Country-specific information, including details of when UCL representatives are visiting your part of the world, can be obtained from the International Students website.

International applicants can find out the equivalent qualification for their country by selecting from the list below.

Select your country:

About this degree

This degree aims to bridge the gap between archaeology and the physical sciences by integrating both a detailed training in the use of scientific techniques for the analysis of inorganic archaeological materials and a solid background in the anthropology of technology. By the end of the degree, students should have a good understanding of the foundations of the most established analytical techniques, practical experience in their application and data processing, as well as the ability to design research projects that employ instrumental analyses to address archaeological questions.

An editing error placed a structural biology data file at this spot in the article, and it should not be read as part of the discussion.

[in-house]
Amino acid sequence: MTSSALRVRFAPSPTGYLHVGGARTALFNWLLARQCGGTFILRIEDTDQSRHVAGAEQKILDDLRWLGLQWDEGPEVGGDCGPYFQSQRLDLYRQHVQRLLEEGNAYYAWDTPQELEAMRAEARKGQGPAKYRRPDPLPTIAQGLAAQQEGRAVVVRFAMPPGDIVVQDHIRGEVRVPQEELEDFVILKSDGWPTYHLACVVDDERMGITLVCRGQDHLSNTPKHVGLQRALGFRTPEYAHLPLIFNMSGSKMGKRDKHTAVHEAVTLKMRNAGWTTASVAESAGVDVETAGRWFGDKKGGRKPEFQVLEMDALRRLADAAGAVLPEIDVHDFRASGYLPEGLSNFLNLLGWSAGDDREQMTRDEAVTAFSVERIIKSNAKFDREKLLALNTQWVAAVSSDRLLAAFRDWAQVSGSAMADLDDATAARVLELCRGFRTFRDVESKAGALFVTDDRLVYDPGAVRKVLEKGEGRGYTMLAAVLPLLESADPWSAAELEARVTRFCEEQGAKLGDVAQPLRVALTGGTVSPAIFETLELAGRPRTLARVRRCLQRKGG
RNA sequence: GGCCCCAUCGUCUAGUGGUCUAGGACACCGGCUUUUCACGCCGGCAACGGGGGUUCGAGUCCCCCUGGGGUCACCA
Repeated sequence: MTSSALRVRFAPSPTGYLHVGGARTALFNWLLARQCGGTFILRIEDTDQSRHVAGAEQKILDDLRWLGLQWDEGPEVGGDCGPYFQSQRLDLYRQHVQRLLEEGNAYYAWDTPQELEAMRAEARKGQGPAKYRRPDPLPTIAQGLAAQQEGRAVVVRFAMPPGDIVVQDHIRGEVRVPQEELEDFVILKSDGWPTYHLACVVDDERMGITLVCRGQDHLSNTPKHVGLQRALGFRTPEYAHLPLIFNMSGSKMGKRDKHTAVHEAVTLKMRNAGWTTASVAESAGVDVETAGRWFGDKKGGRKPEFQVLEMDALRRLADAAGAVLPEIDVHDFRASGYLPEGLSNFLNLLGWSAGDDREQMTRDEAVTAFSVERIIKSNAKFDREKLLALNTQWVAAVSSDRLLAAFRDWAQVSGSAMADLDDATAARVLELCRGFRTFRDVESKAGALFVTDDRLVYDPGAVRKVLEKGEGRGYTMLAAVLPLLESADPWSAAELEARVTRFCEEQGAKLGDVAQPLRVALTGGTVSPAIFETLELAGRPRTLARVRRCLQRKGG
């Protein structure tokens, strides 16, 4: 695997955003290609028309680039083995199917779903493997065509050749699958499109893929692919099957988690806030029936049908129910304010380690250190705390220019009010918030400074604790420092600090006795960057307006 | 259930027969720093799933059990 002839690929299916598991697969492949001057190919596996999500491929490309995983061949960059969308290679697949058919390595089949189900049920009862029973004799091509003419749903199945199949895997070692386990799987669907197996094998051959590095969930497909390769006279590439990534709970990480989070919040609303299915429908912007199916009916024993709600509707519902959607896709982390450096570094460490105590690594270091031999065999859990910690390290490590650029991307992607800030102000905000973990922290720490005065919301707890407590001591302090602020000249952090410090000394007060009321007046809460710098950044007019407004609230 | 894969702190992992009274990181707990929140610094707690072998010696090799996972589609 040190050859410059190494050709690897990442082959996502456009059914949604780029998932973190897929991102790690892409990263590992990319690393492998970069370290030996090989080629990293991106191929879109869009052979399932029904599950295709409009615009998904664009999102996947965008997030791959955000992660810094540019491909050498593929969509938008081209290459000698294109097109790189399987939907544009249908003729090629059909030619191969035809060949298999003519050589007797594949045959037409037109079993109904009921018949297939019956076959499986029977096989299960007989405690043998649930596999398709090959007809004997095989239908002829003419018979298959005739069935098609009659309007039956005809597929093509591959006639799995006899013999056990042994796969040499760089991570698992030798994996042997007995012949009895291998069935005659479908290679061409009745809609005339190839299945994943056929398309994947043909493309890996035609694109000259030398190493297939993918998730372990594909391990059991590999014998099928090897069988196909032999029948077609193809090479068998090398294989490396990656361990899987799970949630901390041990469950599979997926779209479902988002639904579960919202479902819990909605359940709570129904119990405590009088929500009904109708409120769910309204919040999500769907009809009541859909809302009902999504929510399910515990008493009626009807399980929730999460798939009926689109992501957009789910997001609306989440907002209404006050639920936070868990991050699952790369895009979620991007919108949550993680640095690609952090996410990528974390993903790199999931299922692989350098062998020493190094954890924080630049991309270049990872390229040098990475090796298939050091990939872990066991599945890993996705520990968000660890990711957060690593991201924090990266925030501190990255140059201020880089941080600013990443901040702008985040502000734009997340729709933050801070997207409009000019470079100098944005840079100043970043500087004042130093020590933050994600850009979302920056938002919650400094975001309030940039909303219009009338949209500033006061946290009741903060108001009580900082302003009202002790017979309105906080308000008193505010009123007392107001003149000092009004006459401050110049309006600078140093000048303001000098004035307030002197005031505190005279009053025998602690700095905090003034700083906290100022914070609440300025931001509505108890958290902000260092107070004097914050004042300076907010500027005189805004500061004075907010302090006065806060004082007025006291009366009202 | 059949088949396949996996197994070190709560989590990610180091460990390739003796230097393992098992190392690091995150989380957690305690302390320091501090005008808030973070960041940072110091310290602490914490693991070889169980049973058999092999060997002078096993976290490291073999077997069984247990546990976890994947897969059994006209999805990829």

Students undertake modules to the value of 180 credits.

The programme consists of one core module (15 credits), four optional modules (75 credits) and a research dissertation (90 credits).

Upon successful completion of 180 credits, you will be awarded a MSc in Archaeological Science: Technology and Materials.

Please note that the list of modules given here is indicative. This information is published a long time in advance of enrolment and module content and availability is subject to change.

Compulsory modules

  • Laboratory and Instrumental Skills in Archaeological Science

Optional modules

You are then able to choose further optional modules to the value of 75 credits. At least 15 credits must be made up from the following, either Technology within Society or Archaeological Data Science. At least 30 credits must be made up from the following list below.

  • Archaeological Ceramics Analysis
  • Archaeological Glass and Glazes
  • Archaeometallurgy: Mining and Extractive Metallurgy
  • Comparative Archaeologies of the Americas I: First Peoples to Emerging Complexity
  • Comparative Archaeologies of the Americas II: Empires, States and Settlement